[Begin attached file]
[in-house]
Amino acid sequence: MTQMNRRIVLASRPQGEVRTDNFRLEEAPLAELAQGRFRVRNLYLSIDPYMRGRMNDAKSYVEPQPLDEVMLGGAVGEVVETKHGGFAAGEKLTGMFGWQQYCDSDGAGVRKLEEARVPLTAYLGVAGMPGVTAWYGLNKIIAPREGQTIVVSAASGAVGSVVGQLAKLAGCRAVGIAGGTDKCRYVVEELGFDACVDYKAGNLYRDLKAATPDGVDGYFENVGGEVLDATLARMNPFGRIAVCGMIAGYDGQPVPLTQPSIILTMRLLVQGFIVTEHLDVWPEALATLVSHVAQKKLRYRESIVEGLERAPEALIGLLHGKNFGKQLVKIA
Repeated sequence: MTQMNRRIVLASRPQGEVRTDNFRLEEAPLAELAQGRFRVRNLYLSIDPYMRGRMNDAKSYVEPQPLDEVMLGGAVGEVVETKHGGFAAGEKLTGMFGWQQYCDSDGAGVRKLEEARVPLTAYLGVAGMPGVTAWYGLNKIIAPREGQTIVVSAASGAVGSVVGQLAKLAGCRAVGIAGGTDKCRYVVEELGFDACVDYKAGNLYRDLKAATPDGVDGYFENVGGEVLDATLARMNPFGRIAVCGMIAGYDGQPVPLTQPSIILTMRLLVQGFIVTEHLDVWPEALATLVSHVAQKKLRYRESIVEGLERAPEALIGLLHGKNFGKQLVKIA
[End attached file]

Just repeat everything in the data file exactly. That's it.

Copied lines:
[in-house]
Amino acid sequence: MTQMNRRIVLASRPQGEVRTDNFRLEEAPLAELAQGRFRVRNLYLSIDPYMRGRMNDAKSYVEPQPLDEVMLGGAVGEVVETKHGGFAAGEKLTGMFGWQQYCDSDGAGVRKLEEARVPLTAYLGVAGMPGVTAWYGLNKIIAPREGQTIVVSAASGAVGSVVGQLAKLAGCRAVGIAGGTDKCRYVVEELGFDACVDYKAGNLYRDLKAATPDGVDGYFENVGGEVLDATLARMNPFGRIAVCGMIAGYDGQPVPLTQPSIILTMRLLVQGFIVTEHLDVWPEALATLVSHVAQKKLRYRESIVEGLERAPEALIGLLHGKNFGKQLVKIA
Repeated sequence: MTQMNRRIVLASRPQGEVRTDNFRLEEAPLAELAQGRFRVRNLYLSIDPYMRGRMNDAKSYVEPQPLDEVMLGGAVGEVVETKHGGFAAGEKLTGMFGWQQYCDSDGAGVRKLEEARVPLTAYLGVAGMPGVTAWYGLNKIIAPREGQTIVVSAASGAVGSVVGQLAKLAGCRAVGIAGGTDKCRYVVEELGFDACVDYKAGNLYRDLKAATPDGVDGYFENVGGEVLDATLARMNPFGRIAVCGMIAGYDGQPVPLTQPSIILTMRLLVQGFIVTEHLDVWPEALATLVSHVAQKKLRYRESIVEGLERAPEALIGLLHGKNFGKQLVKIA